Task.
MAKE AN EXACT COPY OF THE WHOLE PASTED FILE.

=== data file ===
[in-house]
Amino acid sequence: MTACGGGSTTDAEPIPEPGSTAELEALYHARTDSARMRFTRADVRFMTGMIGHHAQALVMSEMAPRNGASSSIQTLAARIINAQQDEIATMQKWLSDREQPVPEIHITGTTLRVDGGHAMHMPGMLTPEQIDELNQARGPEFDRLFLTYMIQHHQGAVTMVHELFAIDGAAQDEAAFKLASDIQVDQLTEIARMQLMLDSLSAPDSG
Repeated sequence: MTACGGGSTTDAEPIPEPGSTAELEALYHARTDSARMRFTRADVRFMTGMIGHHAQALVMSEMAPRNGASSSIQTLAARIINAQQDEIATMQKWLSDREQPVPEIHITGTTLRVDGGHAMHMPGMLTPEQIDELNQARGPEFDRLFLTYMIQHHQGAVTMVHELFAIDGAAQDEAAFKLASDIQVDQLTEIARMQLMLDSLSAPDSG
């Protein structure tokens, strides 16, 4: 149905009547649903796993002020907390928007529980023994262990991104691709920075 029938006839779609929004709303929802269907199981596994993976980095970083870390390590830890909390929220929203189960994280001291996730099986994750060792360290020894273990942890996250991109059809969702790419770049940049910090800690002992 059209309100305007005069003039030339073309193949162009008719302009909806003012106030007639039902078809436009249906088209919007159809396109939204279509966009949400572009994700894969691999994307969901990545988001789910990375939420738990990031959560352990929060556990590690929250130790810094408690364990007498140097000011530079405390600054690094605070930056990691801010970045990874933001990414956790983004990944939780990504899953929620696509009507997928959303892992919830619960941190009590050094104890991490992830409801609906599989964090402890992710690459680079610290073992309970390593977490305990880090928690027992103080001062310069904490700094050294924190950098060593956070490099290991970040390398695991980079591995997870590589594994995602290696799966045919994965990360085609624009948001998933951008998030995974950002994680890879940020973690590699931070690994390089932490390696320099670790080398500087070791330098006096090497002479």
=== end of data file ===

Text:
[in-house]
Amino acid sequence: MTACGGGSTTDAEPIPEPGSTAELEALYHARTDSARMRFTRADVRFMTGMIGHHAQALVMSEMAPRNGASSSIQTLAARIINAQQDEIATMQKWLSDREQPVPEIHITGTTLRVDGGHAMHMPGMLTPEQIDELNQARGPEFDRLFLTYMIQHHQGAVTMVHELFAIDGAAQDEAAFKLASDIQVDQLTEIARMQLMLDSLSAPDSG
Repeated sequence: MTACGGGSTTDAEPIPEPGSTAELEALYHARTDSARMRFTRADVRFMTGMIGHHAQALVMSEMAPRNGASSSIQTLAARIINAQQDEIATMQKWLSDREQPVPEIHITGTTLRVDGGHAMHMPGMLTPEQIDELNQARGPEFDRLFLTYMIQHHQGAVTMVHELFAIDGAAQDEAAFKLASDIQVDQLTEIARMQLMLDSLSAPDSG
């Protein structure tokens, strides 16, 4: 149905009547649903796993002020907390928007529980023994262990991104691709920075 029938006839779609929004709303929802269907199981596994993976980095970083870390390590830890909390929220929203189960994280001291996730099986994750060792360290020894273990942890996250991109059809969702790419770049940049910090800690002992 059209309100305007005069003039030339073309193949162009008719302009909806003012106030007639039902078809436009249906088209919007159809396109939204279509966009949400572009994700894969691999994307969901990545988001789910990375939420738990990031959560352990929060556990590690929250130790810094408690364990007498140097000011530079405390600054690094605070930056990691801010970045990874933001990414956790983004990944939780990504899953929620696509009507997928959303892992919830619960941190009590050094104890991490992830409801609906599989964090402890992710690459680079610290073992309970390593977490305990880090928690027992103080001062310069904490700094050294924190950098060593956070490099290991970040390398695991980079591995997870590589594994995602290696799966045919994965990360085609624009948001998933951008998030995974950002994680890879940020973690590699931070690994390089932490390696320099670790080398500087070791330098006096090497002479």